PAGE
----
And Then There Were None – Agatha Christie

'Ten...' Ten Strangers are lured to an isolated mansion off the Devon coast by a mysterious 'U.N.Owen'. 

'Nine...' At dinner a recorded message accuses each of them in turn of having a guilty secret, and by the end of the night one of the guests is dead.

'Eight...' Stranded by a violent storm, and haunted by an ancient nursery rhyme counting down one by one... as one by one... they begin to die. 

'Seven...' Which amongst them is the killer and will any of them survive?

Genre: Fiction, Crime, Detective, Mystery
Year: 1939
Publisher: Harper Collins
Rating: 5/5

Oh what a jolly good mystery! I don't know what it is about Agatha Christie that makes me want to use the term 'jolly good', but jolly good it was!

As the blurb states, we have ten people stranded in a secluded mansion on an island. They have all been accused of having a deep, dark secret and slowly but surely they are being picked off. One by one.

Not only that, but the manner in which they are dying relates to a poem about the dire fate of 10 little soldier boys. We sure have a creative killer on our hands!

Ten little Soldier boys went out to dine;
One choked his little self and then there were nine.

Nine little Soldier boys sat up very late;
One overslept himself and then there were eight.

Eight little Soldier boys traveling in Devon;
One said he'd stay there and then there were seven.

Seven little Soldier boys chopping up sticks;
One chopped himself in halves and then there were six.

Six little Soldier boys playing with a hive;
A bumblebee stung one and then there were five.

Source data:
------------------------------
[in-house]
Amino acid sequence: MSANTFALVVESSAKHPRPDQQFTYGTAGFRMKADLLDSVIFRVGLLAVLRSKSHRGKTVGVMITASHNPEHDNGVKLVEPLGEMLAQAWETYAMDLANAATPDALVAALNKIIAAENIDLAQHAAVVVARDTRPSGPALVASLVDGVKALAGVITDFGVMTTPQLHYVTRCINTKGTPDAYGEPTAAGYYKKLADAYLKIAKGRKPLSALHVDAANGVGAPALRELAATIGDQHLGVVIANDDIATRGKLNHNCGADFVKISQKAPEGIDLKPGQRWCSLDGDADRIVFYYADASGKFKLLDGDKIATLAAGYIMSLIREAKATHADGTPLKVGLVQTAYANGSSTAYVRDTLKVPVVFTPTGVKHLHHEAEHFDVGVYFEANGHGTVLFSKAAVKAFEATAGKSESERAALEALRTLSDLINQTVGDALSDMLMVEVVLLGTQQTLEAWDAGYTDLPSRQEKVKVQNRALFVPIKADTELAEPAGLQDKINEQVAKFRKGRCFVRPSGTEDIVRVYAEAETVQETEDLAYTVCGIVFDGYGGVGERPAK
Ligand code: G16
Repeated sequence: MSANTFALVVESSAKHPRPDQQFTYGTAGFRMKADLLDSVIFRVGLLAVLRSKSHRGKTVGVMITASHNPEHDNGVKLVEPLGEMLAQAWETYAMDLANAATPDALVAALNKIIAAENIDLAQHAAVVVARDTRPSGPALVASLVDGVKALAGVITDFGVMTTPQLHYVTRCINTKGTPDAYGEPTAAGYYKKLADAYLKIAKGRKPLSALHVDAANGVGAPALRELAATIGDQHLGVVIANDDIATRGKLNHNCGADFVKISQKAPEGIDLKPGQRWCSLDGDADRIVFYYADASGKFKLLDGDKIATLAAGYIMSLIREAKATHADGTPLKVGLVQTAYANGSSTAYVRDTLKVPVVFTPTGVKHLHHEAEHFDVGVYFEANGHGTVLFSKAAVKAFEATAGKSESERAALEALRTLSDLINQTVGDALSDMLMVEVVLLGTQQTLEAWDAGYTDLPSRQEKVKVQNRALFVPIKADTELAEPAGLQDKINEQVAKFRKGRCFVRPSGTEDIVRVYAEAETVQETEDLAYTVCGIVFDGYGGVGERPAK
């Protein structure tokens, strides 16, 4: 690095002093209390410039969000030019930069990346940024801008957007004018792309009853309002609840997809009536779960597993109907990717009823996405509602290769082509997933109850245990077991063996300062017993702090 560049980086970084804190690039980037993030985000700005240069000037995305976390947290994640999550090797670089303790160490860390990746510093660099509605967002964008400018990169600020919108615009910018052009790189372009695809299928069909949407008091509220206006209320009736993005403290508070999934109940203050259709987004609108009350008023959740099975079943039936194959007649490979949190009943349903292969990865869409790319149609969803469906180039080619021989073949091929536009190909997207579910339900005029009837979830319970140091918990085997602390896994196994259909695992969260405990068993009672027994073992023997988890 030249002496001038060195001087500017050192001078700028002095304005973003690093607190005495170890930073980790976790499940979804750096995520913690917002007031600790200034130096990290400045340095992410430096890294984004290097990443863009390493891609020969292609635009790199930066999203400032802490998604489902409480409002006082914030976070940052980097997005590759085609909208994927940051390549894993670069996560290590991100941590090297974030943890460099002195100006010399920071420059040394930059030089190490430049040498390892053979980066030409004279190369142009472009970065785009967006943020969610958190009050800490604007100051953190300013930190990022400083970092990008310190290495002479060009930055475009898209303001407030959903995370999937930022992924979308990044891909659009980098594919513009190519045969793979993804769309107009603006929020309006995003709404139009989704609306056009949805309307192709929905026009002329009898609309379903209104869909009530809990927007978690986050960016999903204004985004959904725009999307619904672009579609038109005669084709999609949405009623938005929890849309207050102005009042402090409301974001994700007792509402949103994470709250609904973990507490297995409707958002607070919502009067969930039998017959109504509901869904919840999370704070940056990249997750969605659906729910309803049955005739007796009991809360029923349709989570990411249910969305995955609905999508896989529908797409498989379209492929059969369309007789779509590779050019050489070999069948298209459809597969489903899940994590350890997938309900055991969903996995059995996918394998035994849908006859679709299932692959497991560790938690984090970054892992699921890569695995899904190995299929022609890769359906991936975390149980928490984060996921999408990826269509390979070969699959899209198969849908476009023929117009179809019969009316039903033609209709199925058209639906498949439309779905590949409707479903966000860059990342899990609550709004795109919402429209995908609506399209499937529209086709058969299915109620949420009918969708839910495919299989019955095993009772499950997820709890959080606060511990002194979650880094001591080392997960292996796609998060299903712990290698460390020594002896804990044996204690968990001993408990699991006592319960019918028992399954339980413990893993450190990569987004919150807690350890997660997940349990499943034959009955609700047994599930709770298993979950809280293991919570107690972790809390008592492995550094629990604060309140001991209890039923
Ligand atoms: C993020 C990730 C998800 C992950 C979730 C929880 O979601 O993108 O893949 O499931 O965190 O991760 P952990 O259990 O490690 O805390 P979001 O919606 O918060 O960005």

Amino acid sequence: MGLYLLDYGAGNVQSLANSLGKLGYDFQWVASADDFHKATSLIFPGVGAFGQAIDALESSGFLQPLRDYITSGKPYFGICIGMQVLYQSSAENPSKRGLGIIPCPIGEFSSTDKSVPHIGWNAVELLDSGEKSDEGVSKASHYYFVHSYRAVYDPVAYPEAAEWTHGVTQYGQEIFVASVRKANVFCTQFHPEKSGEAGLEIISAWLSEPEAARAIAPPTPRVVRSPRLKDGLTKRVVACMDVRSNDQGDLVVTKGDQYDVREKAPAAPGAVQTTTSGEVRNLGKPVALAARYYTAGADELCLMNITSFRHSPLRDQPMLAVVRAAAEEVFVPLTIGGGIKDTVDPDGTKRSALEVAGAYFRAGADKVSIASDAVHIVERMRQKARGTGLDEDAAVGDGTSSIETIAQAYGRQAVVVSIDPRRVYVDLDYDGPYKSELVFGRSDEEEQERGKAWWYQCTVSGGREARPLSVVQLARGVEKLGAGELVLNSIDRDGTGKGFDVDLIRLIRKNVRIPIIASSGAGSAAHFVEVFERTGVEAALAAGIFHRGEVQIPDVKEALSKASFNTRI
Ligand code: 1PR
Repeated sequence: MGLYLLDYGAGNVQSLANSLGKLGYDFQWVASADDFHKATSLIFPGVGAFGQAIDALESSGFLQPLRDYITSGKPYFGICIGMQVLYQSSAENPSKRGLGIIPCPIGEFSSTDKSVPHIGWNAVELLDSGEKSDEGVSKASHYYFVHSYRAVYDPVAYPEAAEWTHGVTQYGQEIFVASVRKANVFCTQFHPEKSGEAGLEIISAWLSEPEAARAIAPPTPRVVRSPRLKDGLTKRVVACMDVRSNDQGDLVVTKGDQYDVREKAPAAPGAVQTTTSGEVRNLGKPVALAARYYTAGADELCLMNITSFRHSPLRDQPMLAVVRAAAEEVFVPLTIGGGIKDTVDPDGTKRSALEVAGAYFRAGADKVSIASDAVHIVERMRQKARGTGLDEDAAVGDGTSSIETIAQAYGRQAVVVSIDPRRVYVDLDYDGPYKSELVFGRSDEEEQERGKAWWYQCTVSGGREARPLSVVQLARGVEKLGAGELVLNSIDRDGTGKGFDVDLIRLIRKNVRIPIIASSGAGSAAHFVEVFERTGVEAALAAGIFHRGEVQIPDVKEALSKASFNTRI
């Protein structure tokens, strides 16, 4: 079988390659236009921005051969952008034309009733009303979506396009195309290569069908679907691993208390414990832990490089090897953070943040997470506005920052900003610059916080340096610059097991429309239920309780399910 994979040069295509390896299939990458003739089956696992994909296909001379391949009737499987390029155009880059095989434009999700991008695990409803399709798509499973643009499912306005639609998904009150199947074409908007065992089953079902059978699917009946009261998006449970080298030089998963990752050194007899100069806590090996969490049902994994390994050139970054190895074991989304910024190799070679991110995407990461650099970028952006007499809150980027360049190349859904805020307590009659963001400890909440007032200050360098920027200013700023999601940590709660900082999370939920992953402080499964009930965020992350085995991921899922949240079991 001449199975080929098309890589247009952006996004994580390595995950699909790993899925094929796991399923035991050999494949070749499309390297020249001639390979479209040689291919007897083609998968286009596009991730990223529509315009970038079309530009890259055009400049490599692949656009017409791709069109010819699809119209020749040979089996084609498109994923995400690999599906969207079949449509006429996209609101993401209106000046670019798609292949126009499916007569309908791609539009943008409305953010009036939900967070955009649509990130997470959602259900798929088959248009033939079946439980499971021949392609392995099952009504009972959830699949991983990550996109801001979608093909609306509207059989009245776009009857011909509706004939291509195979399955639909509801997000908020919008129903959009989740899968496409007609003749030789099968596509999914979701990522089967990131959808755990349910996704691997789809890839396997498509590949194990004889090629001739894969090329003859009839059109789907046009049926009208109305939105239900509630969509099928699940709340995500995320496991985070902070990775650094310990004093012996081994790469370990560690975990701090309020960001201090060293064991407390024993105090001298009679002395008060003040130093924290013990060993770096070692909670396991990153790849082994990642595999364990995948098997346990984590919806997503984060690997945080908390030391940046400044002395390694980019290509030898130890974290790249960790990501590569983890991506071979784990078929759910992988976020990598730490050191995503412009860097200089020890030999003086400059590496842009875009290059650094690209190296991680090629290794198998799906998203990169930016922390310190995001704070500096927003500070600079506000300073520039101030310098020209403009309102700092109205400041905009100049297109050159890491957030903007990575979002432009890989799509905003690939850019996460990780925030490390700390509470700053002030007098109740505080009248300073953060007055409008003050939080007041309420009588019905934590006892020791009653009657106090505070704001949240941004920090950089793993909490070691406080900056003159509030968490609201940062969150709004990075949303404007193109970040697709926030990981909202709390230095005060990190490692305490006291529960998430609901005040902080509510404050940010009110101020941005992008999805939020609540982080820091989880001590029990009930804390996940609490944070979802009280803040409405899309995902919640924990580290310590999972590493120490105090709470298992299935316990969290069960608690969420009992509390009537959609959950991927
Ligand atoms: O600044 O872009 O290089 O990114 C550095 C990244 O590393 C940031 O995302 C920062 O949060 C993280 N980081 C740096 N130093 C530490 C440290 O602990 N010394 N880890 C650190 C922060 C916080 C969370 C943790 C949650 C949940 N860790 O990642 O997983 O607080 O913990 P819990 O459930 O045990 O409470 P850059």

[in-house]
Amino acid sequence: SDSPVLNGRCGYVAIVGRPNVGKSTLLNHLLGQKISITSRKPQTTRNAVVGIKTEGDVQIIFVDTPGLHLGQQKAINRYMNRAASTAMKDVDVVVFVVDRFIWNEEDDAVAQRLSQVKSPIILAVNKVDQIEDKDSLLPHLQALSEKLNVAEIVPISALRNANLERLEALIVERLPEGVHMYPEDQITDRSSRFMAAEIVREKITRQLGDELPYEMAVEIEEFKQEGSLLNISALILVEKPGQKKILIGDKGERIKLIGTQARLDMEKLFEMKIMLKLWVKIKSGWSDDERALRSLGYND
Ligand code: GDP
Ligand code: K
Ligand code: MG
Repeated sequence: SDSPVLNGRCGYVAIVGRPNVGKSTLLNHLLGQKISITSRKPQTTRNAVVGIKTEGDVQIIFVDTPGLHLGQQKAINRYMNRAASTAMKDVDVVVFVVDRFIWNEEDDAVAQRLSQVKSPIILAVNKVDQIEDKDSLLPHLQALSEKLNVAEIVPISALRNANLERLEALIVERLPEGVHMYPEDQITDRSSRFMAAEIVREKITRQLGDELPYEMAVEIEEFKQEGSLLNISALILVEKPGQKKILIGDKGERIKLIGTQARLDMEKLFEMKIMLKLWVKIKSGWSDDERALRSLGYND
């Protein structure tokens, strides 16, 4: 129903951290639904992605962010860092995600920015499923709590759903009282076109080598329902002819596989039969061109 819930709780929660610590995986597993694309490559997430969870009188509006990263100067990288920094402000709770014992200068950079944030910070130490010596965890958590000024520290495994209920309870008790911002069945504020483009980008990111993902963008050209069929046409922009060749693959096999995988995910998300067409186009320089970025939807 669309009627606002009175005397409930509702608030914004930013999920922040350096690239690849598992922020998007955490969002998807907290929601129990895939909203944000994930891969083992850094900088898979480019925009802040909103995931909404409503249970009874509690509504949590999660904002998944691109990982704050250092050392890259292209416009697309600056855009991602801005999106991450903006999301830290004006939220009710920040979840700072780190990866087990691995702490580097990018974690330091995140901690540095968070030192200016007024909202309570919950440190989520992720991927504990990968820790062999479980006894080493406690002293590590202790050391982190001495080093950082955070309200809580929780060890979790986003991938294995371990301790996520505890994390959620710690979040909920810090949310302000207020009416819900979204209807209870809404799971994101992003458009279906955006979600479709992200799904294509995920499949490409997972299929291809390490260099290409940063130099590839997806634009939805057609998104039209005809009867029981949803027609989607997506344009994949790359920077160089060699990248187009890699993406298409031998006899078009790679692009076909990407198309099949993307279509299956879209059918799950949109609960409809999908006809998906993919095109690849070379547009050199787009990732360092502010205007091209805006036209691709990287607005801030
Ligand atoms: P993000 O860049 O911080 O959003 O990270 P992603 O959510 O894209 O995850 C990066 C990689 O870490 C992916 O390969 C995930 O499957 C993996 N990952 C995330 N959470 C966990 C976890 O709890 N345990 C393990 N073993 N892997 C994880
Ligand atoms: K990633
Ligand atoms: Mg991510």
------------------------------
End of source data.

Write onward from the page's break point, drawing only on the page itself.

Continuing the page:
Five little Soldier boys going in for law;
One got in Chancery and then there were four.

Four little Soldier boys going out to sea;
A red herring swallowed one and then there were three.

Three little Soldier boys walking in the zoo;
A big bear hugged one and then there were two.

Two Little Soldier boys sitting in the sun;
One got frizzled up and then there was one.

One little Soldier boy left all alone;
He went out and hanged himself and then there were none.

But who is the killer? That is the question that plagued me to the very end. For once, I did not have a clue. Every time I had an "a-ha!" moment, and thought I had it figured out, Christie would prove me wrong.

The ending was a little far-fetched but as Christie states in the author's note, she had to write this book as a challenge to herself, because it would be hard to write a book where so many people die without it being ridiculous or without the murderer becoming obvious. I think she just managed to succeed.

And Then There Were None was a fun and quick read. The sort of light entertainment a good murder mystery provides. If you haven't read any Christie before than this book would be a great place to start.

I have a pile of nine other Agatha Christie books sitting on my shelf, thanks to my wonderful fiancé! I can't decide which one to read next. What is your favourite Christie novel?

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